Ricky Rubio says he’s liked playing with the Jazz, but appears resigned to playing elsewhere next season

(Francisco Kjolseth | The Salt Lake Tribune) Utah Jazz Coach Quin Snyder yells to his team alongside Utah Jazz guard Ricky Rubio (3) in Game 3 of a first-round NBA basketball playoff series against the Rockets in Salt Lake City, Saturday, April 20, 2019.

In his two seasons with the Utah Jazz, Ricky Rubio has been a lightning rod of sorts. There have been moments of brilliance and stretches of maddening inconsistency. Some fans have loved him for his passion and creativity; others have lamented his shooting inadequacies and claimed the team’s fortunes are inherently capped with him as its point guard.

During Thursday’s season-ending media wrap-up, Rubio reflected on all of it — the good and the bad, the successes and disappointments, and his uncertain future with the team.

He frequently peppered in phrases like, “I’m honest,” or “I’m not gonna lie,” and he indeed seemed to be forthright and candid. While no one asked the soon-to-be unrestricted free agent directly about whether he expects to be back with the Jazz next season, he did seem to acknowledge — in a response to a more general query about whether he’d thought about his future — that said future might well be somewhere else.

“When free agency comes, now that the season is over, I can start thinking and see where I want to go, where I can go,” Rubio said. “But one thing I’m gonna look [at] for sure is the best situation for me, with the coach and the team. … I want to be happy. I’m gonna try to find the best situation for me to perform and be happy.”

Left unsaid was whether he was happy with Utah, or how happy Utah was with him. Rubio has certainly bonded with the community here, though that won’t factor much into the bottom-line decisions to come.

For what it’s worth, while general manager Dennis Lindsey was noncommittal about Rubio’s prospects of returning, he also didn’t shut the door completely.

“There’s a lot of scenarios I could see Ricky back. We really appreciate who he is, we think we can get him better from a health/performance standpoint, from a skill standpoint,” Lindsey said. “We know who he is, and we know he has Jazz DNA. He’ll have options, we’ll have options, and we’ll talk to he and his agent. But I’m really, really pleased with the level of professionalism, care factor, level of competitor that Ricky is. So there’s definitely potential for it to go forward.”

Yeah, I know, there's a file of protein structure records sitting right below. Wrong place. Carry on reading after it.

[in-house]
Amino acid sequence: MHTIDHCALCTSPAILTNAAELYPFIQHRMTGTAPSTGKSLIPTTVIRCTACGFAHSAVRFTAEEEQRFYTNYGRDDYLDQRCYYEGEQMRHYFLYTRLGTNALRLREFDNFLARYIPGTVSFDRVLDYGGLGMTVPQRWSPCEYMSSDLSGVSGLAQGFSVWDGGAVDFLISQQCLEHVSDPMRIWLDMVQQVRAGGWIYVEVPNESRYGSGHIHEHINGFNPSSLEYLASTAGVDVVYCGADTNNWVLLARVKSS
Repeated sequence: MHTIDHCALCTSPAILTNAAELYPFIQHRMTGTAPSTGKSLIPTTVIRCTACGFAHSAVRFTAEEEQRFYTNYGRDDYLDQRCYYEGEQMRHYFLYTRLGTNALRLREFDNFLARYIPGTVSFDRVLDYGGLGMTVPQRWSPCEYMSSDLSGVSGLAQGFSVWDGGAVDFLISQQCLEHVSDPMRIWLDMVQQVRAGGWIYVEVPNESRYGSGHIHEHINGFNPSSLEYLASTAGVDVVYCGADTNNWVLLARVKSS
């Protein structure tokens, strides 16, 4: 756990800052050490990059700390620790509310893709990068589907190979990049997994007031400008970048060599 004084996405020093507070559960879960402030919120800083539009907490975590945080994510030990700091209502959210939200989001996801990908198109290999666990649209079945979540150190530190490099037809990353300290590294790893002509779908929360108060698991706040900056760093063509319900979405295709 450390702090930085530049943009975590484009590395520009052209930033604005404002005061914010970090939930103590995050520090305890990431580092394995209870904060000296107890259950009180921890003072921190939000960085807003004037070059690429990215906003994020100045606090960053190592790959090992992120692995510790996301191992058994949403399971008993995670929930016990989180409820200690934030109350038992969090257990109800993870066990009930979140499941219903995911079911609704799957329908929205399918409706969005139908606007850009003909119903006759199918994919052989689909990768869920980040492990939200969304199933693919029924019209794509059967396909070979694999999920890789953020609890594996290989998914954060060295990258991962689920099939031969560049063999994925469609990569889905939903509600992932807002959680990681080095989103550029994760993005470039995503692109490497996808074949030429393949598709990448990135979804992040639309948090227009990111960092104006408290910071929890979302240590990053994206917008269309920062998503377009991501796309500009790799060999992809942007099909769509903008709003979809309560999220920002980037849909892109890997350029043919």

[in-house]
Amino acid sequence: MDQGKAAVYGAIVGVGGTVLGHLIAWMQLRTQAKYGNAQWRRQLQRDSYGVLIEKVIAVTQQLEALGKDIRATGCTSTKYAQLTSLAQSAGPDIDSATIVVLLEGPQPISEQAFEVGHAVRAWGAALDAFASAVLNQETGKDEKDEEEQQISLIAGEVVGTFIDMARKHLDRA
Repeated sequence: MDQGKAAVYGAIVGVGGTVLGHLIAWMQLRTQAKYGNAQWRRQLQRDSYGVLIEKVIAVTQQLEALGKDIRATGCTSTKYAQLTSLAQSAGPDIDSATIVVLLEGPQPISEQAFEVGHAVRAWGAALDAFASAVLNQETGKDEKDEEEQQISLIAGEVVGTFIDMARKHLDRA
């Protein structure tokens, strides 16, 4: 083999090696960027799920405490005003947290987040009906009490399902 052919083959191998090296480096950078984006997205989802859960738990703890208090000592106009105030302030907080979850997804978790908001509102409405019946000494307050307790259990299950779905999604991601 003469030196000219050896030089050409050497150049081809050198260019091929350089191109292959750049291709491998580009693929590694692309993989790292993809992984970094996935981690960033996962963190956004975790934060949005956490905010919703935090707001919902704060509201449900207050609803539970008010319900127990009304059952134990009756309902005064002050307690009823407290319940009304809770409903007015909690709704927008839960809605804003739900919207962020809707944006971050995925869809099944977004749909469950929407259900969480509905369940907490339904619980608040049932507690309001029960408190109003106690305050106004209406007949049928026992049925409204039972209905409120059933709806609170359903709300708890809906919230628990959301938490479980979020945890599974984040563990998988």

Rubio, in the spirit of professed forthrightness, conceded that professionalism was tested midseason when his name came up in a proposed trade with the Memphis Grizzlies for point guard Mike Conley.

“Yeah, I’m not gonna lie — it affected me. We’re [people] and we have feelings,” he said. “… I tried to stay as positive as I could and focus on the team and what we were doing here, but it’s hard. A player like me, I play with heart, and you wanna go out there and play with heart, but you don’t know if tomorrow you’re gonna be here, so it’s tough.”

(Francisco Kjolseth | The Salt Lake Tribune) Jazz General Manager Dennis Lindsey begins the team's season-ending press availability followed by the coach and players at the team practice facility on Thursday, April 25. 2019.

Lindsey acknowledged the situation was less than ideal, expressing disappointment that “a team leaked something that was unethical, and it became a monthlong referendum on Ricky.”

Rubio’s play seemed to suffer at the time, and battling injuries throughout the season certainly didn’t help. When the Jazz resorted to starting star guard Donovan Mitchell at the point while Rubio, Dante Exum, and Raul Neto were all simultaneously injured, a contingent of fans and some media pundits became vocal in suggesting the move should become permanent.

After all, the argument went, Rubio’s a career 38.8% shooter who has hit just 32.2% of his 3-point attempts. And this season, his deep shooting declined even from that, to only 31.1%.

In spite of it all, he became one of the team’s more solid playoff performers this month against the Rockets, averaging 15.4 points, 8.6 assists, 3.2 rebounds, and 2.4 steals per game (though he did shoot just 20% from deep). And while he bemoaned the 4-1 series loss to Houston — arguing the Jazz “had what we needed to win [and] I don’t why we didn’t show it from the beginning” — he’s also proud of how he played.

“I gave it all — all I had,” he said. “Could I have played better? Yeah. But I’m finishing the season … with everything I had. I’m proud about it. … I just left it all out there.”

Rubio praised coach Quin Snyder for his playoff game plan, equating seeing him adjust his schemes for countering the Rockets to “watching Mozart perform — one of the best.” He also credited Snyder for “giving me the medicine to really play basketball.”

Now, though, he doesn’t know if that relationship will continue — though not for lack of people asking him. How can he, he pointed out, when so much of what’s to come over the next few months is dependent upon decisions that are entirely out of his hands? And so he, like most everyone else, will be waiting to see what happens.

“A lot of friends have asked me, ‘Yo, where you gonna play next year? Can I come visit?’ I don’t have any idea where I’m gonna go,” Rubio said. “A lot of things depend. If you’re LeBron [James] or [Kevin Durant], you can pick your own destiny. There’s a lot of things that depends [for me]; if [teams are] gonna need a point guard or not.”